Fuck you, void. 

The worst thing about loss is that it rips away that false sense of security that is integral to leading a somewhat normal life. That naïve sense of immortality we carry with us from childhood, the sense that the summer will never really end. Once that is gone, you are never really the same. Normal does not come back, because the fear that comes with understanding is your new normal. Once you’ve seen that we’re all balanced on the knife’s edge, just a heartbeat away from oblivion, you can’t unsee it. You have to learn to live with it. Despite it. Around it. You have to learn to face it, because facing it takes away its power. 

Fuck you, Void. I’m coming for you. 

Be fucking gentle.

I am moved, once again, by the Expanse (book) series. 

“We’re spending our whole lives together, so we need to be really gentle.” — Nami 

This seems especially poignant with Friday looming. Some are disappointed, and many are scared, and honestly, only the most short-sighted are triumphant. I feel like an observer, having nothing invested in the incoming president, and nothing invested in his predecessor. Both are, in my opinion, narcissistic, power-hungry demagogues who care little who is hurt by their proclamations. Legacy this, agenda that. 

It is always we who suffer. You and me, red and blue and purple. Don’t kid yourself that there are enough politicians who care about you to make a difference. Don’t think for one second that the divisions are not stoked, that we are not manipulated, that it is not all for the benefit of those in power. 

Our overlords don’t care about you. Maybe on the state level, because they might see you at the grocery store, but once they hit the big time, you are nothing to them. We have to care about each other, even if our very spirits resist. We’re spending our whole lives together; we need to be really gentle. 

You and I are the only ones who can change things, and to do so we’re going to have to stop indulging in hate and grudges and start to find some commonality, however superficial. We need to build real relationships with people who don’t think like us and try to engage without hurting. Acceptance doesn’t mean approval, and being gentle does not weaken. Remember what you believe and why, and then listen to someone else.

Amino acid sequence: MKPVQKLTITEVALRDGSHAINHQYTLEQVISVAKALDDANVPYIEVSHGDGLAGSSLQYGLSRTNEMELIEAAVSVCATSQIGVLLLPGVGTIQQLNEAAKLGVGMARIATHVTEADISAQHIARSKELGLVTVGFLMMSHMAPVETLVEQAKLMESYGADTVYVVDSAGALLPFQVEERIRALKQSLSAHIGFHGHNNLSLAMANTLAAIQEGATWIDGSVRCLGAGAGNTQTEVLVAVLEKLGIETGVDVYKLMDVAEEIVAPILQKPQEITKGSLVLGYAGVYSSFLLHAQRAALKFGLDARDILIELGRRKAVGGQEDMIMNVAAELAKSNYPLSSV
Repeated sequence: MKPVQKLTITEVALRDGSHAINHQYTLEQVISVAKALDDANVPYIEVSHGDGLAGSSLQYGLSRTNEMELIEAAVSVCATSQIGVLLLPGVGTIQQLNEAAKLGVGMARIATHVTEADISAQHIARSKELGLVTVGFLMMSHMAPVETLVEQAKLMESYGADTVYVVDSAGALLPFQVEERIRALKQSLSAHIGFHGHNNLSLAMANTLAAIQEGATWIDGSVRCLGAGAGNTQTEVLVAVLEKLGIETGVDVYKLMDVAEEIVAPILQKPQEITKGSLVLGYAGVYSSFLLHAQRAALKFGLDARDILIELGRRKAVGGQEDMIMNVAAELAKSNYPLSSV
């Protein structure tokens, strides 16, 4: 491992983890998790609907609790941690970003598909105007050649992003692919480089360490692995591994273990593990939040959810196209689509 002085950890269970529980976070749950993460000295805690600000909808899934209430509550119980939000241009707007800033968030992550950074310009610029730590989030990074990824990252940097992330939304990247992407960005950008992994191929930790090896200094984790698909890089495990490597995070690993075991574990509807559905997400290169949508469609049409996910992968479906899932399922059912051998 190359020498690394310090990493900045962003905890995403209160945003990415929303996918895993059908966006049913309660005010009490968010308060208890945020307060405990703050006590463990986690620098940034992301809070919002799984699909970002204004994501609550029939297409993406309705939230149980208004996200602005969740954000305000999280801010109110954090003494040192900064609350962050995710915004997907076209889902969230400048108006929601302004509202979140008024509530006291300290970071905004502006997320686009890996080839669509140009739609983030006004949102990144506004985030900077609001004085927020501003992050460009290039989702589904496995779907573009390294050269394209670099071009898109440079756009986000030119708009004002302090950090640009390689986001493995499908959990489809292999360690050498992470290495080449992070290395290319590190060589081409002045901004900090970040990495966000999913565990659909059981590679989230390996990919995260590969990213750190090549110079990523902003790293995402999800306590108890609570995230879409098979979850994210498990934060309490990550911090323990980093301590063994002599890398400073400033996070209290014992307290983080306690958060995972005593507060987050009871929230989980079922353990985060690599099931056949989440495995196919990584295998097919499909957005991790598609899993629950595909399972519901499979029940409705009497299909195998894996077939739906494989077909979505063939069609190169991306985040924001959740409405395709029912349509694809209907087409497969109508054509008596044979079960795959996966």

If we learn to stop being such prideful assholes, we might actually change our trajectory. 

I’m not holding my breath.

Feelings about things.

Full disclosure: I neither watched nor cared about whatever awards show was last night. While it’s super fun watching privileged people congratulate themselves on being privileged, I had a bunch of sick kids and no nanny. Apparently, Meryl Streep is super brave for calling out Donald Trump without actually naming him – right? I am being honest and completely (like, 95%) non-snarky when I wonder aloud how that is brave. I mean, that’s just being passive aggressive. That’s kind of being the opposite of brave. And she’s being inconsistent. She never said anything about Obama’s admin targeting and snooping on journalists. That actually, not hypothetically, happened. 

Look, I don’t care about Meryl Streep because I feel that lionizing actors for anything other than their talent – and Meryl Streep is phenomenal at pretending to be other people – is a fool’s errand. I think it’s super that she has feelings about things and makes speeches about stuff, but I don’t really care what those feelings are. She doesn’t care about my feelings on things. We’re good, Meryl and me. I loved Death Becomes Her. But it’s not brave to be passive-aggressive, especially if you think Trump is the tyrant he’s projected to be. (All the computer models say so.) 

I will most likely forget about the speech I read that Meryl Streep made (but didn’t have the desire to actually watch) by tomorrow. I feel like that’s what we should do with unwanted opinions.